Another huge overhead cost the dentist does not have much control over is the lab fees. Most dentists will send out their lab work, such as a crown or night guard, to be fabricated in a dental lab by trained dental lab technicians.
The labs have set fees that the dentist does not control, which get passed along to the patients to pay.
Continuing education and specialties
Because dental is a part of the health care field, we need to stay current in our education to ensure we practise evidence-based dentistry.
Being dental professionals requires us to participate in continuing education to provide the best care for our patients. Continuing education costs money and is done outside of work hours. Ultimately, through the cost of dental treatment and salaries, continuing education is paid for by the patient.
Also, some dental professionals go back to school to specialize in a specific area of dentistry. For example, an endodontist specializes in root canals. So if you were to go and see an endodontist, you would pay more because you are paying for their expertise and high level of skill.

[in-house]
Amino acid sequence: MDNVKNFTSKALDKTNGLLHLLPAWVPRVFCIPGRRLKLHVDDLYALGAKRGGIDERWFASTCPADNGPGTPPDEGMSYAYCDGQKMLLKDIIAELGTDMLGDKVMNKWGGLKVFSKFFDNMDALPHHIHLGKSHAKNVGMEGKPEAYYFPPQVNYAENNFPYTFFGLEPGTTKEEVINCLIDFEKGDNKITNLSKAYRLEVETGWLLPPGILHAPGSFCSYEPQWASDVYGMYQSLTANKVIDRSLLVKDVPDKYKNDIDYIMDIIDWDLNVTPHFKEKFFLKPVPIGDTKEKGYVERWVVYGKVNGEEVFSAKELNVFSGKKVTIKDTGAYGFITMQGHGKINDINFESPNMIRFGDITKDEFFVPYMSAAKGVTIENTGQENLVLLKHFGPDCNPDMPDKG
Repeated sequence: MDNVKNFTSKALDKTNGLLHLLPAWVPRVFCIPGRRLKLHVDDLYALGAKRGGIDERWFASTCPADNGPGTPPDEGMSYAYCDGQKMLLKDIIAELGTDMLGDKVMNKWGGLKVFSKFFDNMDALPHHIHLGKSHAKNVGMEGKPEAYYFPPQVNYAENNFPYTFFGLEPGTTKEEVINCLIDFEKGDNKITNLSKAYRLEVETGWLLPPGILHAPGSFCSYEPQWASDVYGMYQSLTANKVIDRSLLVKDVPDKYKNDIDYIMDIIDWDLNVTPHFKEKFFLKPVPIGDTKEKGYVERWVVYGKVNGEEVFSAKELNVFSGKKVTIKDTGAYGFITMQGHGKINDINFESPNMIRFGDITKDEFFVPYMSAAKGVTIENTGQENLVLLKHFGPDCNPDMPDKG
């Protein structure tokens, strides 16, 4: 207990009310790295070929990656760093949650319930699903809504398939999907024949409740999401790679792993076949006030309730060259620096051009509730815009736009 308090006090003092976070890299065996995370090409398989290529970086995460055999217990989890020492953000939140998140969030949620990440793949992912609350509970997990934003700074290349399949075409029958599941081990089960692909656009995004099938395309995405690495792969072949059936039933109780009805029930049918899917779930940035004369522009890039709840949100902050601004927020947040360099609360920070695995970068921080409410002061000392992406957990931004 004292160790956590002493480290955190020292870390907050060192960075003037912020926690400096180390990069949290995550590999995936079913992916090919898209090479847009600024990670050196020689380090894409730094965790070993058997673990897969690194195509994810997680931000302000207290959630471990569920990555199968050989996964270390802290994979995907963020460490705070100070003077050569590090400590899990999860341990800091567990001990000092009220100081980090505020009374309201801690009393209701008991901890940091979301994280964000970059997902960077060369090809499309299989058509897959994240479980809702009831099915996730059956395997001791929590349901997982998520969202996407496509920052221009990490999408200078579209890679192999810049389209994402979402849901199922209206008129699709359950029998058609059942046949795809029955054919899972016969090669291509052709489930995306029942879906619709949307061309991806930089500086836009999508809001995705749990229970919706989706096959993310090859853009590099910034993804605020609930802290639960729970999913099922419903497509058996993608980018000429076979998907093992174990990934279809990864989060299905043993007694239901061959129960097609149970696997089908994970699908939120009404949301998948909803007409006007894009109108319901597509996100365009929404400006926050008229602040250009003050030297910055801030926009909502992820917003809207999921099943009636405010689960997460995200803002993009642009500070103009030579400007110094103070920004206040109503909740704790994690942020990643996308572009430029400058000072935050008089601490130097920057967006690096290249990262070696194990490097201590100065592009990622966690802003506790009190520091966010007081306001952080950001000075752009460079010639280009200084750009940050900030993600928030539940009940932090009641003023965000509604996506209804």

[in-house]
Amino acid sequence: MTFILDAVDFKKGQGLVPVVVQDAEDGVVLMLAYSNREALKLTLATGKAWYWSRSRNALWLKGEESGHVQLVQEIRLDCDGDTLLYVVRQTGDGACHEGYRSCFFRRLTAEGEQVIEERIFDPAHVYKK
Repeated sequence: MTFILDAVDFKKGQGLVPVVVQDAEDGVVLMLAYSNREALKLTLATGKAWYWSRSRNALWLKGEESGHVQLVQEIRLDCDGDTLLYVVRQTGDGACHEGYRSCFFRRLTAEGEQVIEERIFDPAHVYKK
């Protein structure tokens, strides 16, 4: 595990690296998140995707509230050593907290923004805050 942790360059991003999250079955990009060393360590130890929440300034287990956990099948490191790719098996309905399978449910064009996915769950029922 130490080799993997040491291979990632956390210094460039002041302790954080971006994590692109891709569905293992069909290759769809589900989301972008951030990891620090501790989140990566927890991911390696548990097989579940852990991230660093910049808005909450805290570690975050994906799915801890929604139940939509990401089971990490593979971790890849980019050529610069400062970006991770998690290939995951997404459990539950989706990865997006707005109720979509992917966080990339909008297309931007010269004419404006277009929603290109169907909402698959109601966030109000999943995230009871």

Quality of treatment and expertise affects price
Having safe, quality treatment by a dental professional is the biggest thing for me. I am willing to pay a little more to trust my dental professionals knowing that they have extensive experience and have skills required to provide top-quality treatment.
I want to see the best person for the job that can keep me safe and healthy and do work that is good quality and will last a long time.
A dentist that provides this top-quality treatment may charge a little more because they have worked hard to build up their reputation and their skills speak for themselves.